Why a new medical degree?

 

…..”Contrary to popular opinion, one of the main problems in providing uniformly
excellent healthcare is not lack of money but lack of knowledge – on the part of
both doctors and patients…studies show that many doctors and most patients
do not understand the available medical evidence.”
– in Better Doctors, Better Patients, Better Decisions. Envisioning Health Care 2020. Edited by Gerd Gigerenzer and J. A. Muir Gray. Strungmann Forum Reports, 2011. MIT Press and Frankfurt Institute of Advanced Studies.

 

Interest in influencing people’s health comes from many directions. Patients themselves have their own best interest first, but the final situation is daunting. Sorting the  complexity  of choices and the standards to which they  are delivered is an issue. 

For example, some big pharmaceutical companies admit that due to their corporate commercial structure,  they can only involve themselves in products that have the best chance of making the most money.  But these products are often presented as gold standards.  Many other clouded situations exist.  SOHANS studies these models and teaches our students about this complex picture and how to help  unravel it.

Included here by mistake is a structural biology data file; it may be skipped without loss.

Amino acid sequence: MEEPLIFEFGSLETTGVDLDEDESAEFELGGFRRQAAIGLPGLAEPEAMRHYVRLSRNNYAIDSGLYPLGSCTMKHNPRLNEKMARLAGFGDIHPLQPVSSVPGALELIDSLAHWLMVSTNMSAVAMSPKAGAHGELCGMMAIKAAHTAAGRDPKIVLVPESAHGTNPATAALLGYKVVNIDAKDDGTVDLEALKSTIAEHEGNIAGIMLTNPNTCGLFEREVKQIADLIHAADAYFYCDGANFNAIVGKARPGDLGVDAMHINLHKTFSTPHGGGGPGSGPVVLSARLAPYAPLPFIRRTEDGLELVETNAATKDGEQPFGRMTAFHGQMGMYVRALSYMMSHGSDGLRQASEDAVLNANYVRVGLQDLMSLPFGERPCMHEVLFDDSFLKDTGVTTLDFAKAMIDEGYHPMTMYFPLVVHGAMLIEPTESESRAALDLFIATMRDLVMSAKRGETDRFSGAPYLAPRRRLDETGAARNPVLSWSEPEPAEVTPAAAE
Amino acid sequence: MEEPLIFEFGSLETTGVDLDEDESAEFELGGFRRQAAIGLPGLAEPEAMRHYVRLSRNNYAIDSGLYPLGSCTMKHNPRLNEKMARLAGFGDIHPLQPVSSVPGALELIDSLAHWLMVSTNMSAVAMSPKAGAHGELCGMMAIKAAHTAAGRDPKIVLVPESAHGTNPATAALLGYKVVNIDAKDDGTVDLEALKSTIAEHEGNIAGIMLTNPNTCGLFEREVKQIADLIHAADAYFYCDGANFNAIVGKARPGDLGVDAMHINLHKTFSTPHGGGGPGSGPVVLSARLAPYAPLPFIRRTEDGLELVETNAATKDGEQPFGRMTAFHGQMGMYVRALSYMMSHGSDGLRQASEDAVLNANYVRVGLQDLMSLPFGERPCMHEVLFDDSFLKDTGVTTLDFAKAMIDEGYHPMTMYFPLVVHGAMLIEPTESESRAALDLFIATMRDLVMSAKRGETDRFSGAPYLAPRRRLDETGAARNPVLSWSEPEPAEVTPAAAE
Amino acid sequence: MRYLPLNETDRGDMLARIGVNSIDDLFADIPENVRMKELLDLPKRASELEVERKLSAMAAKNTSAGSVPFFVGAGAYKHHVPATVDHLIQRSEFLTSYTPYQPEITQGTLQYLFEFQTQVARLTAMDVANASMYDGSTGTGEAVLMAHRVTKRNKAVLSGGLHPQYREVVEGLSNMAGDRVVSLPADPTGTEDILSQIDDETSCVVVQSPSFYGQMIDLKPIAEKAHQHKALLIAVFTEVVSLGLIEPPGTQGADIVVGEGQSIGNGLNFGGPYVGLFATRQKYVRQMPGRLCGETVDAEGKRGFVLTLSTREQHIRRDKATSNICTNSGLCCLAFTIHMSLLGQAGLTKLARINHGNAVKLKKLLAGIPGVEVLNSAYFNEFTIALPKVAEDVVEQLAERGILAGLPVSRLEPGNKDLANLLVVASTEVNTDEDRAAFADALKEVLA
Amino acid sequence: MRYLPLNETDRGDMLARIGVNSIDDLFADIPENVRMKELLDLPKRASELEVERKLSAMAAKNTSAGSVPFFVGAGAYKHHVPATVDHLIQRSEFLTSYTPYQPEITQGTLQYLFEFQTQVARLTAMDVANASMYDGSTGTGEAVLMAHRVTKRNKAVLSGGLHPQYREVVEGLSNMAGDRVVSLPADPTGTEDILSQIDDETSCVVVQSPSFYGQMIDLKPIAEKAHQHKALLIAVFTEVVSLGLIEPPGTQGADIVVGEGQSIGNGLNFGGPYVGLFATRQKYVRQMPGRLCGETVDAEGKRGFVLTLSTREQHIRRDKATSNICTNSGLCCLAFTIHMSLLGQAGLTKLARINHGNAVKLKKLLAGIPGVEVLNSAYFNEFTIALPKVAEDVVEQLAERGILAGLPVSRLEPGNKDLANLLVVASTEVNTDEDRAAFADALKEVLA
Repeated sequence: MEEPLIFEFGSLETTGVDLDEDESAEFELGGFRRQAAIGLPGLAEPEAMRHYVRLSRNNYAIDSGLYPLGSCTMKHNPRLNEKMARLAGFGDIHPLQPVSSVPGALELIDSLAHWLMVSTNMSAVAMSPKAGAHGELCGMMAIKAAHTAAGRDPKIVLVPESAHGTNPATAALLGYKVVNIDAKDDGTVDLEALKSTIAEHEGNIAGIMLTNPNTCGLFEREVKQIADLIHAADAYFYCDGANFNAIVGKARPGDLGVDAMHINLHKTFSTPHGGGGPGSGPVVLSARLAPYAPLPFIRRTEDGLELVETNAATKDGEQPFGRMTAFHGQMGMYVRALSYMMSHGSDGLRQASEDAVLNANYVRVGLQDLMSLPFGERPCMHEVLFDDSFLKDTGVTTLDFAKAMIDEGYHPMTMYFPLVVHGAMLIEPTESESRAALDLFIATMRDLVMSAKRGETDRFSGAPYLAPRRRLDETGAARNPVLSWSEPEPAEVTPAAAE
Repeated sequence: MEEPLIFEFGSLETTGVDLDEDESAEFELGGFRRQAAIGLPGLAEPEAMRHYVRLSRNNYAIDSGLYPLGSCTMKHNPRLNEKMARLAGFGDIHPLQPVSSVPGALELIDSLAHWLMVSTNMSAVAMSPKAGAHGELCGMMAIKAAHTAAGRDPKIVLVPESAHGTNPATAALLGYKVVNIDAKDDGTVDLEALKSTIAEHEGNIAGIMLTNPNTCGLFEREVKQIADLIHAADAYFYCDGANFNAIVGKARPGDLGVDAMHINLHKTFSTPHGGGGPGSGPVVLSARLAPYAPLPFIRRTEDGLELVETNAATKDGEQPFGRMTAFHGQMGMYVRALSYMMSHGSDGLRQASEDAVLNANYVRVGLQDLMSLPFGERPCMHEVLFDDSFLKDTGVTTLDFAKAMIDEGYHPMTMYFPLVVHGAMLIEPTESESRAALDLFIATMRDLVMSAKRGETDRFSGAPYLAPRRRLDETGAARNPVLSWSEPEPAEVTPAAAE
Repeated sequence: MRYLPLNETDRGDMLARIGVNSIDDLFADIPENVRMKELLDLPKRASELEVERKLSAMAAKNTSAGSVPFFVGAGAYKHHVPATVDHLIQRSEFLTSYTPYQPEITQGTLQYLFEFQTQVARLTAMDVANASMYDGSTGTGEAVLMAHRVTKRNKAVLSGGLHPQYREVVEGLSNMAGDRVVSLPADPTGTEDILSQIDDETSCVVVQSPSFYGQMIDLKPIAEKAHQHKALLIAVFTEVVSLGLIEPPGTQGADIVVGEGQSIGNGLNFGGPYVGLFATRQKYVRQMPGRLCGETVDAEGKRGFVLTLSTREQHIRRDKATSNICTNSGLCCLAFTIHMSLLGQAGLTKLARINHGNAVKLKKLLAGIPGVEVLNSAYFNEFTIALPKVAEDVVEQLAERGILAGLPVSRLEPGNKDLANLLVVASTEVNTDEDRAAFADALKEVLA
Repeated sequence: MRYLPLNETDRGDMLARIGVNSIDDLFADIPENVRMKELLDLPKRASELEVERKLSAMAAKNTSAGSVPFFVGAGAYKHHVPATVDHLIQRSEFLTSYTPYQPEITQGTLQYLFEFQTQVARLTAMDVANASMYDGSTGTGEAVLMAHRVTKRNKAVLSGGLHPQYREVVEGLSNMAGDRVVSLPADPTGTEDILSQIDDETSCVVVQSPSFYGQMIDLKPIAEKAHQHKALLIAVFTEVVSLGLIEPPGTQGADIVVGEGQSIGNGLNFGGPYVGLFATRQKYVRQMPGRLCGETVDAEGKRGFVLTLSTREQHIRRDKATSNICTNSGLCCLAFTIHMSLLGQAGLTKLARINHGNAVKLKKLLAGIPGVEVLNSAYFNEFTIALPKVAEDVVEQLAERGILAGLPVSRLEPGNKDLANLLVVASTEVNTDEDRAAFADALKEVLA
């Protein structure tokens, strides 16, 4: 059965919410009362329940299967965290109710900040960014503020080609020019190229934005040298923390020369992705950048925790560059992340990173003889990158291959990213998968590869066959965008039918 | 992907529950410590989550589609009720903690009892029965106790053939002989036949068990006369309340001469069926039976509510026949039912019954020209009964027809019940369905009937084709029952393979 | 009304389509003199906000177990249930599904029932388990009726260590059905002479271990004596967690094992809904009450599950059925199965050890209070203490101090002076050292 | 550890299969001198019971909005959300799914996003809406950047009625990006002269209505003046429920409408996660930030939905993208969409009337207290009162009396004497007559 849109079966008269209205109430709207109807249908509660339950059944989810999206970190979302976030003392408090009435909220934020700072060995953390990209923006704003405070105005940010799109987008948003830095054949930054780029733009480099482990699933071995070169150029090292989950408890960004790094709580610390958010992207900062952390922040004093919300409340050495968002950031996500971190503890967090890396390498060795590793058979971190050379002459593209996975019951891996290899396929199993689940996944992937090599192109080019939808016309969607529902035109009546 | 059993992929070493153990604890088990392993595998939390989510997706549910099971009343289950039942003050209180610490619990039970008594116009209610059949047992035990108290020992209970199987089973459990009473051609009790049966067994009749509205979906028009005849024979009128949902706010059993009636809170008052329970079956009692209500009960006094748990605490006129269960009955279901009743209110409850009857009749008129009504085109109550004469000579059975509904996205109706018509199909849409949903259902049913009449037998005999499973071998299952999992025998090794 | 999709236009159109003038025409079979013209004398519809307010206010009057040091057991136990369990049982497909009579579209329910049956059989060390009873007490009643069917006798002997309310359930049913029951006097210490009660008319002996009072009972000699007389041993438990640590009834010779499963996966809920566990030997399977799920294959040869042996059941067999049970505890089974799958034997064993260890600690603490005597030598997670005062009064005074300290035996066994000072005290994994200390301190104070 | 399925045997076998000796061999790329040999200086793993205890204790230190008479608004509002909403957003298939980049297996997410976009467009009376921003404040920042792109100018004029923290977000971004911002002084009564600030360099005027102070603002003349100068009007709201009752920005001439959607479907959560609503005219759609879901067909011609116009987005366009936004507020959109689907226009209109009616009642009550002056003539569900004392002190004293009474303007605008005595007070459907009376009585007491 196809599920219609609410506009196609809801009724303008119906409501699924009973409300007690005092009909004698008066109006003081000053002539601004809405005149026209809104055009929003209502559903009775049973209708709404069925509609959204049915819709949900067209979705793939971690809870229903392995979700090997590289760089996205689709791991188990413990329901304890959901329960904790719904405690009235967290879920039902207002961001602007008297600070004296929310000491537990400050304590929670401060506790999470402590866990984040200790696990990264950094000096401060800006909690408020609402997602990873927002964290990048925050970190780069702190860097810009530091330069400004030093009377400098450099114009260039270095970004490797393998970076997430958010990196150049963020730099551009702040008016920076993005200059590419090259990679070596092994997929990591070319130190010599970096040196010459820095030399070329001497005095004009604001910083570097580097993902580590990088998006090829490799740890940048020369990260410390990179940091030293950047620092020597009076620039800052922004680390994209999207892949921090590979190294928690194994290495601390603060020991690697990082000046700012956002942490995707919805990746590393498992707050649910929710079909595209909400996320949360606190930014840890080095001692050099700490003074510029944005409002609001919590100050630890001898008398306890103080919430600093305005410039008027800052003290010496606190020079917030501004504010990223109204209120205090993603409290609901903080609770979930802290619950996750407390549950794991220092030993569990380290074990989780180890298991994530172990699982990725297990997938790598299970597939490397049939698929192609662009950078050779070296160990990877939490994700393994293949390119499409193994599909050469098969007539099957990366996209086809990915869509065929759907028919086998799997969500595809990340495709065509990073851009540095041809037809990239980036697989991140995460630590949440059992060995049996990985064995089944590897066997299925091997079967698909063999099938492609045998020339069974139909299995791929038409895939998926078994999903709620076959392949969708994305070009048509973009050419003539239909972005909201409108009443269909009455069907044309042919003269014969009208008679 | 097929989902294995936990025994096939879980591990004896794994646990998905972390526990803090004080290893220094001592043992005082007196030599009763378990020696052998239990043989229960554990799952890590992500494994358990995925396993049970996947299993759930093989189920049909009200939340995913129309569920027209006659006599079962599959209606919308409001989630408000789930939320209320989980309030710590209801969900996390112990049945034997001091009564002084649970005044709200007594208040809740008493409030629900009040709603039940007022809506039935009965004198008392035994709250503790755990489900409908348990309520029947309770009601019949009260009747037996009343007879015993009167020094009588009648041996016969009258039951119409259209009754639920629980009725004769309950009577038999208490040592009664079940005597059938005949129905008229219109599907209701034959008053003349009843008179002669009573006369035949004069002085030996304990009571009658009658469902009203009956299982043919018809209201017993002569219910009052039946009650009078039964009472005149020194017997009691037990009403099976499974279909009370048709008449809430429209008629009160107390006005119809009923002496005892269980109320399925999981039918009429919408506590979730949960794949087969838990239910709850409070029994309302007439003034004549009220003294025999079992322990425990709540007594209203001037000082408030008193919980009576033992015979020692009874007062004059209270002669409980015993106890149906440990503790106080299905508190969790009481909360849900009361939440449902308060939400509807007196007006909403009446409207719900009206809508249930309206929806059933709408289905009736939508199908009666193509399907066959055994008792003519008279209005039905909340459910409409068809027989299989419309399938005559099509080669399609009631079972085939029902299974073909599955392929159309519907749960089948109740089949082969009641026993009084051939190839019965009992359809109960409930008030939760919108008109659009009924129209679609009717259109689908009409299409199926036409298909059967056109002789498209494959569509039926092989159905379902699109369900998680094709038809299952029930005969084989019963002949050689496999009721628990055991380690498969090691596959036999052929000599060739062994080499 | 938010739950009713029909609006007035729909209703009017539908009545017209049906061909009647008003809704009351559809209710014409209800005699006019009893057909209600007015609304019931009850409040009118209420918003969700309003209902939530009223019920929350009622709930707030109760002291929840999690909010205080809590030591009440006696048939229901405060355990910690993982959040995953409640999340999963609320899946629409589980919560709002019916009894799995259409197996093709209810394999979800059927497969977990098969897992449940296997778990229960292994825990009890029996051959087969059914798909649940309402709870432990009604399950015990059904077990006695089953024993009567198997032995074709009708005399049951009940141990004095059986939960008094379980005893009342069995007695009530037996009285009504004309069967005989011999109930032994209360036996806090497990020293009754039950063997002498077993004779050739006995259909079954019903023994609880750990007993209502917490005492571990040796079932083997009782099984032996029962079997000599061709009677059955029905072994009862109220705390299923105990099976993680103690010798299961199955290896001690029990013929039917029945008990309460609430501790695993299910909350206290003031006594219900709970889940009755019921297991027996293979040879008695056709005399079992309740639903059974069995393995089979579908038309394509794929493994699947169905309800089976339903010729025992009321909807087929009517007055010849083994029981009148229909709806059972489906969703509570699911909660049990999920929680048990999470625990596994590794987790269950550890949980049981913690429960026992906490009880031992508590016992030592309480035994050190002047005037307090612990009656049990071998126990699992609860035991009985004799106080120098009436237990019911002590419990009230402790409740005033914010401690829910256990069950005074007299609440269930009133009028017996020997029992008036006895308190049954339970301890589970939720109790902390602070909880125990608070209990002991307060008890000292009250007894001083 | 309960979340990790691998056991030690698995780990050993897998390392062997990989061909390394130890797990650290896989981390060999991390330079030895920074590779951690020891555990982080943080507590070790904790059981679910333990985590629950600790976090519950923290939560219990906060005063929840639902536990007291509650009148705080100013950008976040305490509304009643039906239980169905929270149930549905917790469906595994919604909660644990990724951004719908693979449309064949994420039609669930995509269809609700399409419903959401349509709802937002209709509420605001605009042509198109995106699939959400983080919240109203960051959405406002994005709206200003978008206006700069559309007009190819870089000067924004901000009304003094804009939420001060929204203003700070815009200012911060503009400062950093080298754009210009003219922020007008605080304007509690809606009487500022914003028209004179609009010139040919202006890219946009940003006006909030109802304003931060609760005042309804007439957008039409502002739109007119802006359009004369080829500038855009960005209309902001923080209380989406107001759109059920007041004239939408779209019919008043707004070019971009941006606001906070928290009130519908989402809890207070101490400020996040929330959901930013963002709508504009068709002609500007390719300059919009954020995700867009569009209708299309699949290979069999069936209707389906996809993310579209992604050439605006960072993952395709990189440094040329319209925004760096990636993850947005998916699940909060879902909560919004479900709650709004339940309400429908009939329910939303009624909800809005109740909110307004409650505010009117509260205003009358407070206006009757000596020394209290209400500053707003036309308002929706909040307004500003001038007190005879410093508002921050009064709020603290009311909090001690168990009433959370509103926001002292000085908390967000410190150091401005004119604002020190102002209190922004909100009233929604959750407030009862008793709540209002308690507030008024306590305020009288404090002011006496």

UK medical practise is some of the best in the world,  huge strides have been made in research, and our world ranking is justly deserved.  But all too often  factors are appearing that have a massive  negative influence on human health,  the  problems that  result are known, and increasing.

For example, thalidomide  (withdrawn in 1961) -the drug for morning sickness that produced malformed foetuses, was followed by  225 officially withdrawn drugs in western practice over the next 42 years (a rate close to 1 every 2 months).   The reasons varied but often involved inadequately researched products that were  deftly ushered  to market. These products   produced  severe  symptoms  ranging from permanent damage to organs, right through to death.    Few front line doctors were trained to use these drugs cautiously in the early days,  others  saw their financial benefit in not saying too much. The battle ground between profit and health was blurred so much,  that it was acceptable to experiment with patients’ lives.

In the 1980’s and 90’s, greater controls were established in the development of new drugs,  but the pharmaceutical  industry just moved on to different classes of drugs that were harder to  resolve for harm directly.

In another example, the overuse of antibiotics  and antibiotic resistance ( made public  by  WHO  in 2014 -2016) is in greater part due to poor information and  the lack of  control in prescribing.   There were over 2000 deaths and over 50,000 cases of antibiotic resistance in the UK alone in 2015, as well as  30,000 deaths in Europe as a whole in the same year.   The need to urgently develop  new strategies in infection management were trailing.  The need for greater effort in prevention, health maintenance, and sustainability in health (longer periods of good health) ran counter to the interests of industrialised medicine. This applies to both human and veterinary health.  SOHANS regards all these issues to be important to teach to our  students, as an integral part of their training.